World War One Battlefields Trip

World War One Battlefields Trip

Two students and two members of staff were fortunate to have the opportunity to visit Belgium and France this year, as part of the First World War centenary battlefields tour programme.

We travelled by coach through the Channel Tunnel and arrived in Ypres in Belgium first. We took part in educational activities including local soldier research and handling World War One artefacts, along with other students from schools across Greater Manchester. We visited Lijssenthoek military cemetery, Memorial Museum Passchendaele, Hooge Crater cemetery and Tyne Cot military cemetery. It was very thought-provoking and very cold and made us appreciate what the soldiers went through for their country.

We were following the fortunes of the 16th Battalion, The Manchester Regiment. Also, we were finding out about soldiers from our local area and many people from our group wanted to find out about members of their family. In the evening, we visited the Menin Gate and took part in a ceremony to remember the soldiers who fought and died in the First World War. Some students laid a wreath to honour those who had died.

The next day, we set off for the Somme in France. Firstly, we went to Sunken Lane, then on to Beaumont Hamel Newfoundland Memorial Park, Caterpillar Valley Cemetery, Thiepval Memorial and Pozieres Memorial. We found out more about the soldiers in the First World War and the conditions that they fought in. There were so many moving stories and we had lots to think about. Then we went to Amiens and our battlefield guides showed us some First World War equipment and uniforms.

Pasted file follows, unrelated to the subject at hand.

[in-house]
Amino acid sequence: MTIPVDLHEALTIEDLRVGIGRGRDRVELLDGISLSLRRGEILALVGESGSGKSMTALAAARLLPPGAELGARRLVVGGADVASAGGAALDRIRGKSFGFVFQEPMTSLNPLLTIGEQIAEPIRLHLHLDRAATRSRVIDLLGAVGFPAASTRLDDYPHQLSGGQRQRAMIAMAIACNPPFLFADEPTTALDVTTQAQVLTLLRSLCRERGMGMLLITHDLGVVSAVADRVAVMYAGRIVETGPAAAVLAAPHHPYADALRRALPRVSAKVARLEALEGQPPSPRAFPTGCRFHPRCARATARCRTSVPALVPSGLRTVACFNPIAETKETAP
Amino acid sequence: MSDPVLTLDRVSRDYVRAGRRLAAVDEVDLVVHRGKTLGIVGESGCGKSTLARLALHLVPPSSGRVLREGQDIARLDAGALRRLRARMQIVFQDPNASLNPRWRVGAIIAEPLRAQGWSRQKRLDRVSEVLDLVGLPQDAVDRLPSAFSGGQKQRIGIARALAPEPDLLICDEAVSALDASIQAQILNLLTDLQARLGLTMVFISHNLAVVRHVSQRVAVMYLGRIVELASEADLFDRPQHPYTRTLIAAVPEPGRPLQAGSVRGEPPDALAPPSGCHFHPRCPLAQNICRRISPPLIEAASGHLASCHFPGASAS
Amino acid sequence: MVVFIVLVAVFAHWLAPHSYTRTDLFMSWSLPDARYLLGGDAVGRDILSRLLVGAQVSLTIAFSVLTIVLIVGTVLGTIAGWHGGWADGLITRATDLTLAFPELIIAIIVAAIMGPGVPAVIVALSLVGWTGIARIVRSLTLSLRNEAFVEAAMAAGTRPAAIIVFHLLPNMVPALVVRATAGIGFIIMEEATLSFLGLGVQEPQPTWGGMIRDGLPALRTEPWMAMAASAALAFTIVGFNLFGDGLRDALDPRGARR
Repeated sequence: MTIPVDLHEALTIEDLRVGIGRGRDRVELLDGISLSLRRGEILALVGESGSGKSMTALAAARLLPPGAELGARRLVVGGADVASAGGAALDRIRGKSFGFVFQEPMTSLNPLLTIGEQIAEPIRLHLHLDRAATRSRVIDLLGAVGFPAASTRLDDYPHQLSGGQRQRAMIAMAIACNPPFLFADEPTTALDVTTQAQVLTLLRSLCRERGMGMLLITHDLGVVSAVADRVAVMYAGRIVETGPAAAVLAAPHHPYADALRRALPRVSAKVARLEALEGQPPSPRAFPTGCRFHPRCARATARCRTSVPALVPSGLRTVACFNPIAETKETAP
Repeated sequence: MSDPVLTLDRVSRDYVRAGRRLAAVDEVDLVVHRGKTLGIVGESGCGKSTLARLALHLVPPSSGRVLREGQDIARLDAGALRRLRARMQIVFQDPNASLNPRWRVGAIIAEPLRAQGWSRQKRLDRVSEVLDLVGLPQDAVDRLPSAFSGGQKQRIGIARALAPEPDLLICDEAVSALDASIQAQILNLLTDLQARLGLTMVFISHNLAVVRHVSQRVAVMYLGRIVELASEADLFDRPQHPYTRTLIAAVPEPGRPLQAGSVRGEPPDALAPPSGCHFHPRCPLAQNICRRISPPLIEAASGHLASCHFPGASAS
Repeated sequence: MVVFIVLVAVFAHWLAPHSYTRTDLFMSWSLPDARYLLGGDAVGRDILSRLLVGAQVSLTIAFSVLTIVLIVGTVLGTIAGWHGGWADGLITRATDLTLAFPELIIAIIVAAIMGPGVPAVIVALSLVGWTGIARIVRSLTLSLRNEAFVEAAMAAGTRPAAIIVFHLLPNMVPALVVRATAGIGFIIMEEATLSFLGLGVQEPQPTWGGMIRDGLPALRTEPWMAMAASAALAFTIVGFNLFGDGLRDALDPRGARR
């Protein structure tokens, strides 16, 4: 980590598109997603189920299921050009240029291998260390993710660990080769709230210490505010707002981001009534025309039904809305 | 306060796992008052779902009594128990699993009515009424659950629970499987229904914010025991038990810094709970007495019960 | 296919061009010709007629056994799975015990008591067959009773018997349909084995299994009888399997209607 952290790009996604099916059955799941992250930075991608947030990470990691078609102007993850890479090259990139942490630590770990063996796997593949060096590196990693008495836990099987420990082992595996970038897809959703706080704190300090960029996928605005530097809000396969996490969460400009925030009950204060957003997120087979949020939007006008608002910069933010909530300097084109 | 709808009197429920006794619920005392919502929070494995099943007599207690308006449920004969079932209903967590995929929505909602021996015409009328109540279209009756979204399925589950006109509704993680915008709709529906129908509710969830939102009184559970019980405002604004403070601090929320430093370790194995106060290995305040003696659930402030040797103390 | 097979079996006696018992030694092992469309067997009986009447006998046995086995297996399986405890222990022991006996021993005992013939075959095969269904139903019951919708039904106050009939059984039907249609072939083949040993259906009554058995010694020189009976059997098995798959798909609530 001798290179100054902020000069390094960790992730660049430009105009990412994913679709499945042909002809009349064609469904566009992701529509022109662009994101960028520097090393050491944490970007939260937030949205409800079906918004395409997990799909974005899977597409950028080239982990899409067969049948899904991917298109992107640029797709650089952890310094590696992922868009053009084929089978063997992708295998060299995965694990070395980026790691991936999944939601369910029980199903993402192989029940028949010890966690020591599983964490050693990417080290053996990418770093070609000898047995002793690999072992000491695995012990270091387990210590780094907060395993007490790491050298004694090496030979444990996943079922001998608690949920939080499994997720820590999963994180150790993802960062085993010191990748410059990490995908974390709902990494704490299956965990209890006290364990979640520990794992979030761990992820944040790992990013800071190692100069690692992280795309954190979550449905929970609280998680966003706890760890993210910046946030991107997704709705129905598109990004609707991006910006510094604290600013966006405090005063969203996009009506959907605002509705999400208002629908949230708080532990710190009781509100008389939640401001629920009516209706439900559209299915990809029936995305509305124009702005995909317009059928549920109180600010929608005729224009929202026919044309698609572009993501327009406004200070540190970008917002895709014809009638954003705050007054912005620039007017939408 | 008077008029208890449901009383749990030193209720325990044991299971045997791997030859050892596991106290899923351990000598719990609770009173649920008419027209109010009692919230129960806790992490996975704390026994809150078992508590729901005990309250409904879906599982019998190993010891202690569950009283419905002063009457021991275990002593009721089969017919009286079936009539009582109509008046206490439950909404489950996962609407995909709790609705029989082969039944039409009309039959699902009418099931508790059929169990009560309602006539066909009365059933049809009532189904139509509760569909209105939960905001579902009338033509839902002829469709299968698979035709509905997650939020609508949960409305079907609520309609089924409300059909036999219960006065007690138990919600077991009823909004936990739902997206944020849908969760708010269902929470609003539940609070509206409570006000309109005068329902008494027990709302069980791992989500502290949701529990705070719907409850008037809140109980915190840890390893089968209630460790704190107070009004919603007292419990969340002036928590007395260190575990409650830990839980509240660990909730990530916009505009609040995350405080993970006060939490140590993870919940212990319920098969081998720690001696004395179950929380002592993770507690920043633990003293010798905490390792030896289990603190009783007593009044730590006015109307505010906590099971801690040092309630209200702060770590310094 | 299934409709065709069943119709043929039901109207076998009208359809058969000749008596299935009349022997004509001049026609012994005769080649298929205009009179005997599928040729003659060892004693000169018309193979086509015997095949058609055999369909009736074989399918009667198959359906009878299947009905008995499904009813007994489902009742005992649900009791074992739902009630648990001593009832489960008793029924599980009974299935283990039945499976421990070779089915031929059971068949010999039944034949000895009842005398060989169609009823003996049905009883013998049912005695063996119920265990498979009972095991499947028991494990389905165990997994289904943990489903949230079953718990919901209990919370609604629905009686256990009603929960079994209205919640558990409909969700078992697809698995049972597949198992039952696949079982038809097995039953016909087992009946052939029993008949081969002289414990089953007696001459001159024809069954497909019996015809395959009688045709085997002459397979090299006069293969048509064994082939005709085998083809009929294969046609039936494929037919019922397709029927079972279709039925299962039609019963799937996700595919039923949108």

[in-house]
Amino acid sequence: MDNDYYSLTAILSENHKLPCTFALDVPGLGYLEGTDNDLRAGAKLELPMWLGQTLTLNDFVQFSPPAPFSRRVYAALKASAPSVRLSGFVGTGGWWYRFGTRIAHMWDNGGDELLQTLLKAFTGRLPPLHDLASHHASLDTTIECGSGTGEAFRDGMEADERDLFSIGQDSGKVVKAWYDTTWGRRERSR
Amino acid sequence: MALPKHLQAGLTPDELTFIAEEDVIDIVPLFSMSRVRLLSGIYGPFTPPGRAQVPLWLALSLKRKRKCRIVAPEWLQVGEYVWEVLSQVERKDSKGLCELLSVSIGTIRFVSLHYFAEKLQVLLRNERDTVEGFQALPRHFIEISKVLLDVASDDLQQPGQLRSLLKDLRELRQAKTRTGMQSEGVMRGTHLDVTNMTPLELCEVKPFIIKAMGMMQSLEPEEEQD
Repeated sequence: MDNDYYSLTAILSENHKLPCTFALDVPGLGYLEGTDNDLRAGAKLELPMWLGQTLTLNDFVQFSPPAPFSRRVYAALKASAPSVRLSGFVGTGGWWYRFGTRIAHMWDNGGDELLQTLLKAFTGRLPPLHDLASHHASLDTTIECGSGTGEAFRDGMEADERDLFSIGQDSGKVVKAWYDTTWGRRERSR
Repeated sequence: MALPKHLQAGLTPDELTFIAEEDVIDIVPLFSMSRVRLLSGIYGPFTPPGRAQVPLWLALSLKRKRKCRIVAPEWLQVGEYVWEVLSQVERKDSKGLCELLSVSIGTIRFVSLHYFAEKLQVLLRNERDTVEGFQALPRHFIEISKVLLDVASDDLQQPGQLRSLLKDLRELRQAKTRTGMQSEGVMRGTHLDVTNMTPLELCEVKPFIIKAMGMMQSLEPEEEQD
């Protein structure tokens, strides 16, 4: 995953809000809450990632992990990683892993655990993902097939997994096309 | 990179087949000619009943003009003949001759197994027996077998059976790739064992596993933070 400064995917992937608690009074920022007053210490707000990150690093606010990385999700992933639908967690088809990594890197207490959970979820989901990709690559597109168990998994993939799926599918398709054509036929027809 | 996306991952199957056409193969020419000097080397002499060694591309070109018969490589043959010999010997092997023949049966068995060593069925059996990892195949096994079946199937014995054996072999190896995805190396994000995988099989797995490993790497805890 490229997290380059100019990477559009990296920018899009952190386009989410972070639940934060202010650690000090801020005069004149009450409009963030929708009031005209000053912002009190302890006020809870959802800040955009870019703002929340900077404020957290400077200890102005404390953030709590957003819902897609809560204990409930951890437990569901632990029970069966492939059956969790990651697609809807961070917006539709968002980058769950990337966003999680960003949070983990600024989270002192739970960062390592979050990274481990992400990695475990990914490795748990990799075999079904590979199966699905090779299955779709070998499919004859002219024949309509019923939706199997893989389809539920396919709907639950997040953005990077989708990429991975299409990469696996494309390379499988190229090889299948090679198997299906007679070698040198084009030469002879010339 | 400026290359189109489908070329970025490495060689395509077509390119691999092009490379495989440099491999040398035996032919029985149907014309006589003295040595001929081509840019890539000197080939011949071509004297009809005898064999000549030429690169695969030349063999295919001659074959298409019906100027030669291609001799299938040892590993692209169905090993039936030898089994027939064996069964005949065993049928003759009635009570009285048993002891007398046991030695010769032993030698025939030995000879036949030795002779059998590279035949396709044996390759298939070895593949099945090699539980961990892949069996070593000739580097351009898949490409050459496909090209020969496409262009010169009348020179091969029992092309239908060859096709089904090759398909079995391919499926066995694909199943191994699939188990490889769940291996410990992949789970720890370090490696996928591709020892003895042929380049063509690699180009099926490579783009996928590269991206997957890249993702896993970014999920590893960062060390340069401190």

The next morning, we travelled to ‘Manchester Hill’ to find out about the battle that had taken place there exactly one hundred years ago. Of the 168 soldiers defending the position, only 17 returned. The rest were killed, wounded or captured. We took part in a service of commemoration and wreath laying ceremony. Representatives from Manchester City Council, the Duke of Lancaster’s Regiment and local French people joined us at a formal act of remembrance to commemorate the centenary of the Battle of Manchester Hill. Some students laid a wreath at the Manchester Regiment memorial. The mayor invited us to a reception at the town hall before we left to return home to Stockport.
This was a unique and moving tour and we will not forget the men of Greater Manchester who fought for our future.

“They shall grow not old, as we that are left grow old:
Age shall not weary them, nor the years condemn.
At the going down of the sun and in the morning
We will remember them.”

For the Fallen by Robert Laurence Binyon

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